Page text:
The plugs at these charging stations also vary depending on the type of current required to charge the vehicle. 

AC Plugs 

Type 1 Plug 

This is a single-phase electric plug usually found in American and Asian households. It can charge your vehicle at a charging power of up to 7.4kW

Type 2 Plug 

This is the standard triple-phase plug with three extra wires for a faster charge and flow of current to the vehicle. 

In private places, these plugs can charge at 22kW, and the charging power can be up to 43kW on public stations. Almost all public charging stations use type 2 sockets. 

Electric cars can be charged using both type 1 and type 2 plugs using all kinds of mode 3 charging cables. 

DC Plugs

Type 2 Combo or CCS (Combination Charging System) 

CCS plugs are amped-up versions of the type 2 plug with five pins in total for even faster charging. It can handle AC and DC power of up to 170kW. In practicality, the charging power is usually not more than 50kW

CHAdeMO Plug

These 10-pin plugs are used at fast charging stations. These Level 3 chargers can supply up to 50kW with a high voltage current of up to 125A

Different Types Of Charging Cables For EVs

There are two different types of cables used for charging an EV depending on the charge level and plug. Let’s look at these in detail:

Mode 2 Cables

These are supplied by the manufacturer and are usually meant for domestic charging. A box called ICCB, In-Cable Control Box is added to allow the connector and the vehicle plug to communicate.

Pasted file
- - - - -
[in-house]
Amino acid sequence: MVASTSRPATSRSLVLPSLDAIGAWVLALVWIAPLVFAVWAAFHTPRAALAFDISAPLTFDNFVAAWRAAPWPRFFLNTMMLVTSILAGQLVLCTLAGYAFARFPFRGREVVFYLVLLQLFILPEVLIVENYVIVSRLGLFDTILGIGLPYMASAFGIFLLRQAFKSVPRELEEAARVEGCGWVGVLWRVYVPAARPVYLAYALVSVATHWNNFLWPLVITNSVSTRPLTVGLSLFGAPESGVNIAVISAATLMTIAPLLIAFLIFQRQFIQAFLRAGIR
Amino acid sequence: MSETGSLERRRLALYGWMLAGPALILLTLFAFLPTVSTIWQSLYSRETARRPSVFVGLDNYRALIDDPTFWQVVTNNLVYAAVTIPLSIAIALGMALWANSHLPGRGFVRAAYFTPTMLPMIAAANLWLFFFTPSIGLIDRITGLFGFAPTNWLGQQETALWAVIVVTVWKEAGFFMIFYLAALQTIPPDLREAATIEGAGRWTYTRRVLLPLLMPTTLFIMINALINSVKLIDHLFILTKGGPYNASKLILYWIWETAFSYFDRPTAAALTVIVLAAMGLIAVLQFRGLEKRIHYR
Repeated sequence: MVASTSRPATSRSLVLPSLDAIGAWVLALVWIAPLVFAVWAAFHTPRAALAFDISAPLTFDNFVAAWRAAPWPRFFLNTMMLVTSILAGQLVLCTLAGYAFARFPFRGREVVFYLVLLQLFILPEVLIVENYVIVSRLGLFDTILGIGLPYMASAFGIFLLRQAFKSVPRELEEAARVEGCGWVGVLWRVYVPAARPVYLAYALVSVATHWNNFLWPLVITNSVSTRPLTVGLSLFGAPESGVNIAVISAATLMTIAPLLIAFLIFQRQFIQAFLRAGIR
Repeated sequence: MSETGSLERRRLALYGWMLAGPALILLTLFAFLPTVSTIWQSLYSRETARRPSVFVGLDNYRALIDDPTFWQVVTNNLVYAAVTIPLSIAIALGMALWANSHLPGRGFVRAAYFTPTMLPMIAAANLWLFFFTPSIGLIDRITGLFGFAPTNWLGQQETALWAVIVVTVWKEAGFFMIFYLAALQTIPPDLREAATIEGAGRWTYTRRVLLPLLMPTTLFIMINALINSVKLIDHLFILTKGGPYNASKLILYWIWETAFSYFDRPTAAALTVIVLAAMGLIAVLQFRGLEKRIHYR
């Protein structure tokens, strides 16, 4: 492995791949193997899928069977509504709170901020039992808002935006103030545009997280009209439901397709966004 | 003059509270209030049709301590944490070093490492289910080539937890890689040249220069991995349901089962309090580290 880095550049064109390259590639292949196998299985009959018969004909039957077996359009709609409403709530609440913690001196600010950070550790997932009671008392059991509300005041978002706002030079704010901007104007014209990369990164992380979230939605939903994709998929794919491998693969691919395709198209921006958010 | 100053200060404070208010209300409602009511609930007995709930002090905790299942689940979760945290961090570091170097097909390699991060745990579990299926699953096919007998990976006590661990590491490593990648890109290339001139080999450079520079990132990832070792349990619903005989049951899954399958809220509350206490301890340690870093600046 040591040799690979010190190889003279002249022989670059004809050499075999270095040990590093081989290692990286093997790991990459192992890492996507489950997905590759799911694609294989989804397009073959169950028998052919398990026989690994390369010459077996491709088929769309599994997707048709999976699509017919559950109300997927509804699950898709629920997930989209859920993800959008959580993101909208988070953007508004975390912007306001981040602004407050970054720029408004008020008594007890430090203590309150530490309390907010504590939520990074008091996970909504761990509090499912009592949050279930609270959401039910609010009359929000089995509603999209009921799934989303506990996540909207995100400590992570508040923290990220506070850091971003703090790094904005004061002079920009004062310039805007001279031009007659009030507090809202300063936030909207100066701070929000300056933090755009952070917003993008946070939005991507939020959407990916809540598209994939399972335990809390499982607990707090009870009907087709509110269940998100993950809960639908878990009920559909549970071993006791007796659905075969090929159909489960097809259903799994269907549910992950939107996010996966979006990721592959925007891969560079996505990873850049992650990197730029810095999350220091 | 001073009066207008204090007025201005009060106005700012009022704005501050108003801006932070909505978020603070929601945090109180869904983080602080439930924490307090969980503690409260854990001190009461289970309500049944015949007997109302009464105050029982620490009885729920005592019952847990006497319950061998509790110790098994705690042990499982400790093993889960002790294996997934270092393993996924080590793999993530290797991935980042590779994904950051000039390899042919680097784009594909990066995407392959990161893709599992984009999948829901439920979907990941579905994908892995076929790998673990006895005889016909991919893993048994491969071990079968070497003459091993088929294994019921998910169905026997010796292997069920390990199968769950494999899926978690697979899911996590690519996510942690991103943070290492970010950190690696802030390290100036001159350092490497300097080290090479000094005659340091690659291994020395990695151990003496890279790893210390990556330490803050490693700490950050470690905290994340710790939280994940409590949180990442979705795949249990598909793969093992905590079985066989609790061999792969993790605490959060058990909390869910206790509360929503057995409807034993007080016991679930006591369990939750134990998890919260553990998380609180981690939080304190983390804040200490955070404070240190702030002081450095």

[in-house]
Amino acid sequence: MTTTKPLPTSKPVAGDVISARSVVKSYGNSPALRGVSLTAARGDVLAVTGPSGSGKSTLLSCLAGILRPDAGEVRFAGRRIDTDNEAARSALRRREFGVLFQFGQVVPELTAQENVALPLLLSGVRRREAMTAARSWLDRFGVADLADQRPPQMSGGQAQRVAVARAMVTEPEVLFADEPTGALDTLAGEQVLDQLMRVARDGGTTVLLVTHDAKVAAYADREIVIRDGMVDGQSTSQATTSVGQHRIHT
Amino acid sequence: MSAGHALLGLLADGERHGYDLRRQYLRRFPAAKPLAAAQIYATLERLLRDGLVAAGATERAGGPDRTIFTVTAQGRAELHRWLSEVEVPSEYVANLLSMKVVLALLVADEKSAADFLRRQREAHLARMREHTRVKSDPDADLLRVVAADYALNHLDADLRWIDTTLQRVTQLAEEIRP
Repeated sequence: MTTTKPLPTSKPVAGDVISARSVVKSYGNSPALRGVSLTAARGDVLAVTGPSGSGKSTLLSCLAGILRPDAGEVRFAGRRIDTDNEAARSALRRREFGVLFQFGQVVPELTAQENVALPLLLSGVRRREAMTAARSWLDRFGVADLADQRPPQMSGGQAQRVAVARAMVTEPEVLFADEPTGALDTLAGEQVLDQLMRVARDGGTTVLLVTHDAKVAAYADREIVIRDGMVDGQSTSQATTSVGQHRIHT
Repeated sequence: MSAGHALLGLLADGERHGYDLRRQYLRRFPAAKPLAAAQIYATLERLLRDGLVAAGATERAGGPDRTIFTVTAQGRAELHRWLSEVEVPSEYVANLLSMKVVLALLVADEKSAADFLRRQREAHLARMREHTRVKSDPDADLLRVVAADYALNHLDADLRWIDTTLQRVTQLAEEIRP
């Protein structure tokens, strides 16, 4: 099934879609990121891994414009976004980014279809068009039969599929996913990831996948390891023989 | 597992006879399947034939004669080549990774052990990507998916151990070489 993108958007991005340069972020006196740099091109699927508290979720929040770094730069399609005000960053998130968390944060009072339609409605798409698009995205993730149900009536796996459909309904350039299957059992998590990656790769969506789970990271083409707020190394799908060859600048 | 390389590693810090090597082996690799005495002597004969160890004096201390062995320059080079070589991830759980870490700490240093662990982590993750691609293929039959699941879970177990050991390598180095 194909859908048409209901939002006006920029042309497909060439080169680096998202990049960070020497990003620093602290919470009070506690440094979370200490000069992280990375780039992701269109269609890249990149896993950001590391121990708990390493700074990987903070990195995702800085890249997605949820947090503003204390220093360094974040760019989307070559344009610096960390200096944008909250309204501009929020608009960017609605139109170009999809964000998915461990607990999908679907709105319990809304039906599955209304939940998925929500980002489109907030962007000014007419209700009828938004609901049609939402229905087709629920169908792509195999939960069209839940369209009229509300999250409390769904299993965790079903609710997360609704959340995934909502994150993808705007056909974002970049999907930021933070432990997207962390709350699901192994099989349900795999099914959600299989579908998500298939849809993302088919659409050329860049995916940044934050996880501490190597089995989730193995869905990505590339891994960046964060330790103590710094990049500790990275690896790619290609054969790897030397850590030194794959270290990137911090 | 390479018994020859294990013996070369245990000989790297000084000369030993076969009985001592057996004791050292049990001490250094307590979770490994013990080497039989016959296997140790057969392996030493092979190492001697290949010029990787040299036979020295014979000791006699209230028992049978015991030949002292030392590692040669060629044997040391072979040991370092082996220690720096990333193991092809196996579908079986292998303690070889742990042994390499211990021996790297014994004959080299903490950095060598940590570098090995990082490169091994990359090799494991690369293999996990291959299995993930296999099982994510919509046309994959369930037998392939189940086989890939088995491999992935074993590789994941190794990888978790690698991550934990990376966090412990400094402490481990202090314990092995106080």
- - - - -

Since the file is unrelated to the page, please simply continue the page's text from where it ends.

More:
Mode 3 Cables

These vary in design and type in different regions and are designed to connect your vehicle directly to a charging station. Most charging stations have Type 2 plugs installed to allow all vehicles with Type 1 and Type 2 connectors to charge through them. 

Frequently Asked Questions 

1. Can All Electric Vehicles Use Tesla Chargers? 

It is possible to use a Tesla charger even if your electric vehicle is not a Tesla. There are limitations to this usage, and only Tesla cars can use the supercharger.

Tesla is currently working on an upgrade that will make it possible for non-Tesla cars to charge their superchargers in the near future. 

2. How Long Does It Take To Charge An EV? 

It can take anywhere from 30 minutes to 12 hours to fully charge an electric car. The duration depends on the speed of the charging point and the car’s battery. 

3. How Long Can An Electric Vehicle Run On A Full Charge? 

An average electric car can run for approximately 250 miles on a fully charged battery. However, cars produced by some high-end brands like Tesla can go for up to 600 miles.

Refer to our charging summary table above for more details on charging times. 

Final Thoughts 

In conclusion, if you are an EV owner, know that you can charge your car using any charger as they’re usually universal except the fast charging ones.

We hope that our little guide to charging levels, plugs, and cables equips you with enough knowledge you need to power up your car in any setting or situation.